According to a recent Edelman study, “brands that are able to meet these three need states (rational, emotional and societal) can expect a greater inclination on the part of consumers to recommend and share brand content, defend a brand, and purchase from the brand.”
Yeah, that’s why McDonald’s has been one of the world’s most valuable brands for the past 30 years. Unhealthy, low quality, cheap, fast food… low wages and no benefits for unskilled workers… no commitment to the local or global agriculture or environment. That is the trifecta of meeting the three need states.
I am quite confident that many people – maybe most – choose certain brands (say a Jaguar F-Type or Apple iPhone 6) because they either project or reflect a particular need, be it emotional, rational or societal. But I am also fairly certain that virtually no consumer is calculating which brands to choose and defend and share based on how they meet their core needs.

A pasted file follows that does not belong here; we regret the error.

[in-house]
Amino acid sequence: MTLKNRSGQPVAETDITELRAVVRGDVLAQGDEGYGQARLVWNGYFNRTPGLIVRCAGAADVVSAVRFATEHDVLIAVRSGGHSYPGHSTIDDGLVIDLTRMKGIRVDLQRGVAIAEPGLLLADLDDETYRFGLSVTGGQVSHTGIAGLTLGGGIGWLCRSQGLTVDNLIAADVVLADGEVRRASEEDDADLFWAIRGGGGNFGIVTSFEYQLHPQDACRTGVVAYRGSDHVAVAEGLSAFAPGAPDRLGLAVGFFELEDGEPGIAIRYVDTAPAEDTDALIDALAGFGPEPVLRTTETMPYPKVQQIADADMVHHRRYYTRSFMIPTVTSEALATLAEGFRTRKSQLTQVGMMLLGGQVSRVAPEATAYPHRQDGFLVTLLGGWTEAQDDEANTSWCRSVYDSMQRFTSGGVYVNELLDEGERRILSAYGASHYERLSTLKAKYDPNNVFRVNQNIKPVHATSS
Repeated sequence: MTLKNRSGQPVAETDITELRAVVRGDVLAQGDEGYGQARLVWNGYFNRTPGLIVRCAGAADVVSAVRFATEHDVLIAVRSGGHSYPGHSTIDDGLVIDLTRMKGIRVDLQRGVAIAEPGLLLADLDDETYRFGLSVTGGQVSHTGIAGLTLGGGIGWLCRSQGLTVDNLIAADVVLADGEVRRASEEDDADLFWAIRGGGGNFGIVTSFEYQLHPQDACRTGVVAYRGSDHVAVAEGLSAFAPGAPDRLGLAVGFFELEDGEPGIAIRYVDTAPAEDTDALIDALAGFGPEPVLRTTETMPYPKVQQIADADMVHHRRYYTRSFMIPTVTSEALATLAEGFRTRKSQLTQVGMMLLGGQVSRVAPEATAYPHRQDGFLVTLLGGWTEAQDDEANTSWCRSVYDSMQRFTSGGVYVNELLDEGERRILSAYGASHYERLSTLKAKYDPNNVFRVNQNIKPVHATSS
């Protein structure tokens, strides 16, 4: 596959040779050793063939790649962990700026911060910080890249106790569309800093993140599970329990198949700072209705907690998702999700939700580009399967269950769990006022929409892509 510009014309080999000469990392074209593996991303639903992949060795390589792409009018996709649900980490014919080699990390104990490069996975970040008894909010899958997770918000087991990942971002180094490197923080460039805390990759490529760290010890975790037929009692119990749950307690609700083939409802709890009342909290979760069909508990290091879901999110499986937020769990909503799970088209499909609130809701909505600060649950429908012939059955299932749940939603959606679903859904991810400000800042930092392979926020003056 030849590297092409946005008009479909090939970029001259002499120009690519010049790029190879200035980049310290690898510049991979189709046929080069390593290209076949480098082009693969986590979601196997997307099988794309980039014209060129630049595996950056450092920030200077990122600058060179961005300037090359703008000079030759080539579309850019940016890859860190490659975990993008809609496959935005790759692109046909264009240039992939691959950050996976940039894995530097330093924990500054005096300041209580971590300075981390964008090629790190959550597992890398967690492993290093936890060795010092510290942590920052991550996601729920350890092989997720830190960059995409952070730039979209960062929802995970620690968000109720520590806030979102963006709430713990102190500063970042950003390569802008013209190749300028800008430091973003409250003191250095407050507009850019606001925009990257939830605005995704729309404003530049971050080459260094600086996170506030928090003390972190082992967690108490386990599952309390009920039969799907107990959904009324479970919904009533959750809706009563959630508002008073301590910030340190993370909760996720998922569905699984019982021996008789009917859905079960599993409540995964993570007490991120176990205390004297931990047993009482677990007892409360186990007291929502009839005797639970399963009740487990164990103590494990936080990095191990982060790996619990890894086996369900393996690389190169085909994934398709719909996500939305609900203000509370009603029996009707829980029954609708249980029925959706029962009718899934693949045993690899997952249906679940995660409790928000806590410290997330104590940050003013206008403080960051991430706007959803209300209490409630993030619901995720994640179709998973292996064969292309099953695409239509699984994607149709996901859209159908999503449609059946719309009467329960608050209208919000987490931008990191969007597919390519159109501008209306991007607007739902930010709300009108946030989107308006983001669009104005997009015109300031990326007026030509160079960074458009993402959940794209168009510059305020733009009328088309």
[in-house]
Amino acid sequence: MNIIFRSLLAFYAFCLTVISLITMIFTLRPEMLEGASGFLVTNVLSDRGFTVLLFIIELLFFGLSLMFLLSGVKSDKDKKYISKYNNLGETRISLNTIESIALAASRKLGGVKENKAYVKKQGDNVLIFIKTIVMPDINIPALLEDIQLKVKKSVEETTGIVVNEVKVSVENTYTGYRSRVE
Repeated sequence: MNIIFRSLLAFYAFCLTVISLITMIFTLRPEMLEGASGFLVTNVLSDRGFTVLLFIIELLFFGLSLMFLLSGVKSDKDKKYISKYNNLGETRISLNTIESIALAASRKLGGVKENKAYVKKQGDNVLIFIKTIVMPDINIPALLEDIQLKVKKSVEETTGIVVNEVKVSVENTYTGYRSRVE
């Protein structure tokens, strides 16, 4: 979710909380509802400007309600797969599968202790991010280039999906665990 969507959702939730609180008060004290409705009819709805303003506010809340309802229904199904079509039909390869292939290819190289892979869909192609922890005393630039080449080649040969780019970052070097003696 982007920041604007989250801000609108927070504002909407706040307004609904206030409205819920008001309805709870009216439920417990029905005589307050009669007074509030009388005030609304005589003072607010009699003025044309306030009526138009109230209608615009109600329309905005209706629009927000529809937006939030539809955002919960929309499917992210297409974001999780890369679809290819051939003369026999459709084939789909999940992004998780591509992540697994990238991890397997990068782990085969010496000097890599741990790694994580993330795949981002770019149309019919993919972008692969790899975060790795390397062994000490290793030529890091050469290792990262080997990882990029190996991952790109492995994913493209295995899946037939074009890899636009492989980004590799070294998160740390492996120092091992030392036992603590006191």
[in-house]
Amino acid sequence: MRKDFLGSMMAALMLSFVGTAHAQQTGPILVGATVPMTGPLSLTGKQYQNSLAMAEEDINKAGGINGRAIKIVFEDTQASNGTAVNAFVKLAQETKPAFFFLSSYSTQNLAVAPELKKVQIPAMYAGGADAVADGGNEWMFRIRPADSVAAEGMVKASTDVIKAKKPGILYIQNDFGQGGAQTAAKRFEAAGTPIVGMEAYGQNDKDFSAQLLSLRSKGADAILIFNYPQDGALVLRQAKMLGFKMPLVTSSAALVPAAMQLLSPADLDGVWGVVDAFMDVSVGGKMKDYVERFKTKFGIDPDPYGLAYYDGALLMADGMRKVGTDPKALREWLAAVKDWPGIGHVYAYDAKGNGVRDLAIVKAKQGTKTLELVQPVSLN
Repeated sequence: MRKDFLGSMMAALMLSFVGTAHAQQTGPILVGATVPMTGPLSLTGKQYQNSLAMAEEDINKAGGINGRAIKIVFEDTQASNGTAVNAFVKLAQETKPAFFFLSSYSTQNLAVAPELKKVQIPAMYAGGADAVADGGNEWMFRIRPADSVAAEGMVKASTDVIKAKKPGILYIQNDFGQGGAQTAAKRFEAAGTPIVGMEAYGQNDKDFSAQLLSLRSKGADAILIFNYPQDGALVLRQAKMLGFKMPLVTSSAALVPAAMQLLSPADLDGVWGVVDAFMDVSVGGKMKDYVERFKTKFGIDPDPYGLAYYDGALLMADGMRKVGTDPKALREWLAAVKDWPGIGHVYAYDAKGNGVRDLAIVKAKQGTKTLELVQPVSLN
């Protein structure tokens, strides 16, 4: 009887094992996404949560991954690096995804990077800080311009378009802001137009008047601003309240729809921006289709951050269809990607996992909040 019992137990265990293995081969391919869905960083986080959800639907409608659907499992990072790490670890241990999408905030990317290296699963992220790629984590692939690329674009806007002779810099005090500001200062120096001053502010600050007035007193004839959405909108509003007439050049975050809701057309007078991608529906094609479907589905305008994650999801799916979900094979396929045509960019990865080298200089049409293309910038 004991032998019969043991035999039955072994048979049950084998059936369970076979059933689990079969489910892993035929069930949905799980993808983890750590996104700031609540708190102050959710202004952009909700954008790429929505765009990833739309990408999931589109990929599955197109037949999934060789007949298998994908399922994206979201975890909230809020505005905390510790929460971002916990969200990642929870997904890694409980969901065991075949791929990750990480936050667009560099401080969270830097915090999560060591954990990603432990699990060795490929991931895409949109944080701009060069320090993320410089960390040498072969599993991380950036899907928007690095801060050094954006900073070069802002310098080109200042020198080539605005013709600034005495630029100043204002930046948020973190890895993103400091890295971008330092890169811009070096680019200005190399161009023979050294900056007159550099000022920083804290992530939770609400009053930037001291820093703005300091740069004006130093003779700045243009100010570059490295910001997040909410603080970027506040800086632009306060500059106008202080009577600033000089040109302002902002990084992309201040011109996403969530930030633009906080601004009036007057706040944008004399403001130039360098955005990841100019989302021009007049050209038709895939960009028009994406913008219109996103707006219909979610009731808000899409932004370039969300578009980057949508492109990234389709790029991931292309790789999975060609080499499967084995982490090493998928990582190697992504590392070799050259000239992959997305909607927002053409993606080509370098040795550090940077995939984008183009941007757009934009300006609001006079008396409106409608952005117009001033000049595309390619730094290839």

No one is that gullible, simple or stupid. And no one has time for that. It is true however, that people want to feel good about the decisions they make. Conversely, they don’t want to feel bad about the decisions they make. So, you pick a car you like and look for things about the company that agree with your need states… or you choose a hamburger place you like and do your best to overlook the not so good things that company does.
And yes, I am certain there are some hard core consumers who only use certain brands… until they find out that there are no perfect brands (since brands are like people). Remember the original “Made in America” campaign? I had friends who swore up and down that they would never, ever buy any product that was not 100% made in America. How did that work out?
Brands should just do their best to be true to themselves. And consumers should just buy the brands they like. Everything else is just a lot of silly nonsense, which is fine now and then and in small doses.